- Zimbabwe has launched a space agency as part of its effort to industrialize and modernize.
- The Zimbabwe National Geospatial and Space Agency will contribute to areas including agriculture, disease surveillance and infrastructure management, among others.
- The southern African country is preparing for its first election in nearly four decades without former President Robert Mugabe on the ticket.
Zimbabwe has launched a space agency as part of a trifecta of new schemes announced this week, aimed at helping the southern African country industrialize and modernize itself.
The Zimbabwe National Geospatial and Space Agency is intended to contribute to the country’s capabilities in agriculture, disease surveillance, infrastructure management, mineral exploration and wildlife conservation, according to state-run newspaper The Herald.
Alongside the space agency, Zimbabwe also inaugurated a National Critical Skills Audit, aimed at identifying skills deficits and surpluses in different sections of the economy, as well as a National Qualifications Framework, which will regulate educational qualifications in the country.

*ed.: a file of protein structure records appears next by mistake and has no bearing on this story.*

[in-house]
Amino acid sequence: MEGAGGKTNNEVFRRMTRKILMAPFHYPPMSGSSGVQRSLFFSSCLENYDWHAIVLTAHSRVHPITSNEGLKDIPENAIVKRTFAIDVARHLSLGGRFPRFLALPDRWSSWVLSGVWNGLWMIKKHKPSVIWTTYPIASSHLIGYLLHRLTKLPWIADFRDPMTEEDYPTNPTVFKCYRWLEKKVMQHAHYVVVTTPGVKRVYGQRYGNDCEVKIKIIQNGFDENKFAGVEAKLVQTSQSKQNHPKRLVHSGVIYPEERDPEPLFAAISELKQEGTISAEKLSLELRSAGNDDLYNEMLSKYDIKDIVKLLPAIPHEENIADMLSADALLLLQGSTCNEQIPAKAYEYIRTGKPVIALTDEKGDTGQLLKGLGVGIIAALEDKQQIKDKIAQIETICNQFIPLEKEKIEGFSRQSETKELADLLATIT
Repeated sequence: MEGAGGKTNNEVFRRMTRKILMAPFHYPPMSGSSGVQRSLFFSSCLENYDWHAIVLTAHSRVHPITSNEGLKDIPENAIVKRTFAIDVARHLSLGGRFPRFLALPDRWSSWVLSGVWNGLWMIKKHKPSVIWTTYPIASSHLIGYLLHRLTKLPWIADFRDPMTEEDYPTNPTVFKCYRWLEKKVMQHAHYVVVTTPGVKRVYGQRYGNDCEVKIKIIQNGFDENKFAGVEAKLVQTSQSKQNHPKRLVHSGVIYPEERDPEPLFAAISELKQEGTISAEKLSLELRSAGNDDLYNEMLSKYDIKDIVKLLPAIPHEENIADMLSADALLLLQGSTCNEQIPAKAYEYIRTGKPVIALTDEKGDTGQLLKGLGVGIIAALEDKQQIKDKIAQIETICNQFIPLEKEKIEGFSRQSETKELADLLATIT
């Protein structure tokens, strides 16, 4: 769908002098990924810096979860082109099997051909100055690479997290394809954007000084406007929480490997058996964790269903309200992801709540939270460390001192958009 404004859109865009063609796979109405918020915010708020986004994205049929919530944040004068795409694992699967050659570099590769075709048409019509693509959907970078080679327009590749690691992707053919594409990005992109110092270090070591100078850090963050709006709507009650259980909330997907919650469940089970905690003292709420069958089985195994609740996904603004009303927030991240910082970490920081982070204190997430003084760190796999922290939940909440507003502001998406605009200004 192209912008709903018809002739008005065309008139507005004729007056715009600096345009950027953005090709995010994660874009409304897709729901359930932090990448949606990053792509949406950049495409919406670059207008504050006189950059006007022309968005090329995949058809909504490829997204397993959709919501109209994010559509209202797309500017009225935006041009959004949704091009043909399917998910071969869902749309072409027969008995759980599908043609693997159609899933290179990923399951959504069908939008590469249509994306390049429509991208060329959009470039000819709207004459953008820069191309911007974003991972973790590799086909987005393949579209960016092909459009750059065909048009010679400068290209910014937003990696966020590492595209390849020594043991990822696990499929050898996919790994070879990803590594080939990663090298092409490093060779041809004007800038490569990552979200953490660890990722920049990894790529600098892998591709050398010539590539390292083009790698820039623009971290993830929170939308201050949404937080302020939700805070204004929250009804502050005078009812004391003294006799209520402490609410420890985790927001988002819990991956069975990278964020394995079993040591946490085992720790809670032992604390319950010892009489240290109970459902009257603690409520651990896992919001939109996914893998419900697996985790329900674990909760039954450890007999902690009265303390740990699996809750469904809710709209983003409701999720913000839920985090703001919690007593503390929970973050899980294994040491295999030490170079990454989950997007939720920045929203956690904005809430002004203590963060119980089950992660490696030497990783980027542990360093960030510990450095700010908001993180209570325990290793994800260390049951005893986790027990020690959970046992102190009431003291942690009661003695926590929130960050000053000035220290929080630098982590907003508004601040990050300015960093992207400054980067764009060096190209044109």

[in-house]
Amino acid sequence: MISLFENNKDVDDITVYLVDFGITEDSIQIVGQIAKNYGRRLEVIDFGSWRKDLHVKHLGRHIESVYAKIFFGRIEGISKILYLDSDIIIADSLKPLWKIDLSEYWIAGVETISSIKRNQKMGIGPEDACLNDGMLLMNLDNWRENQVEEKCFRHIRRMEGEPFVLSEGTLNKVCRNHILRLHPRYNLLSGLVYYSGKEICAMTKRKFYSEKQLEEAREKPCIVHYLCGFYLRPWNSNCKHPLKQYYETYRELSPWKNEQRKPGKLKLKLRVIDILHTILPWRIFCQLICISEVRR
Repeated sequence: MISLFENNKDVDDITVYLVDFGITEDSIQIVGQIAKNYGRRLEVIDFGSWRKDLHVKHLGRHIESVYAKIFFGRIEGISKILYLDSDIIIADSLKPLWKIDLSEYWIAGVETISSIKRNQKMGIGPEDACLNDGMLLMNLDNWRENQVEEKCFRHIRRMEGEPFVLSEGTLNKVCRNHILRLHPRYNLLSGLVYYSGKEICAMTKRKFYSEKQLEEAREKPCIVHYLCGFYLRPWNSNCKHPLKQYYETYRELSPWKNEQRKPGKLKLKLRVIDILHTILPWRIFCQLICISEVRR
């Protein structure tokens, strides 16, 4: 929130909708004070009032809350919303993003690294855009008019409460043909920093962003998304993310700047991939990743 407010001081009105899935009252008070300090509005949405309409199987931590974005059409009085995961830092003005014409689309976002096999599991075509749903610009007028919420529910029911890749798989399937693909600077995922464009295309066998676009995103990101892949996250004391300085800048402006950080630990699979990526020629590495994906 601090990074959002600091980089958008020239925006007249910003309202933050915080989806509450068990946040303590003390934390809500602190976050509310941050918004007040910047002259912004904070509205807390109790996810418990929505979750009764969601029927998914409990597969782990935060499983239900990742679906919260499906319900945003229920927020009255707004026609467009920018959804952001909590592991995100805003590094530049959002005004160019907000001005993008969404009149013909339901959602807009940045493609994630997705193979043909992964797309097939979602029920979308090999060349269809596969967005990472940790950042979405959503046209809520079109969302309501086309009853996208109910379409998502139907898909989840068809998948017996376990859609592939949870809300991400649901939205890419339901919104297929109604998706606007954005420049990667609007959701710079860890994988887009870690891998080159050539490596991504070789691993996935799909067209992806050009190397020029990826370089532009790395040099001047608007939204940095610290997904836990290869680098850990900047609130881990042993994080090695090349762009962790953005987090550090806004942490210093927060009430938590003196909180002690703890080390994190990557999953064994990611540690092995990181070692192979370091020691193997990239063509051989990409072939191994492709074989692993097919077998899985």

Zimbabwean President Emmerson Mnangagwa said Monday that the initiatives would “serve as a catalyst for our country’s international competitiveness and growth.” He added that the government would set aside 1 percent of its gross domestic product to support research and development.
Mnangagwa’s administration aims to transform Zimbabwe, whose economy has been left in tatters after decades of mismanagement, into a middle-income country by 2030.
The latest plans are intended to “leapfrog our economy in line with local, regional and global trends,” he said.
The country is preparing for an historic vote on July 30 as it holds its first general election in nearly four decades without former President Robert Mugabe on the ticket.
Mnangagwa took power in November 2017 after Mugabe was ousted in a coup, and has trumpeted the mantra that Zimbabwe is open for business as he attempts to resurrect the country’s basket case economy.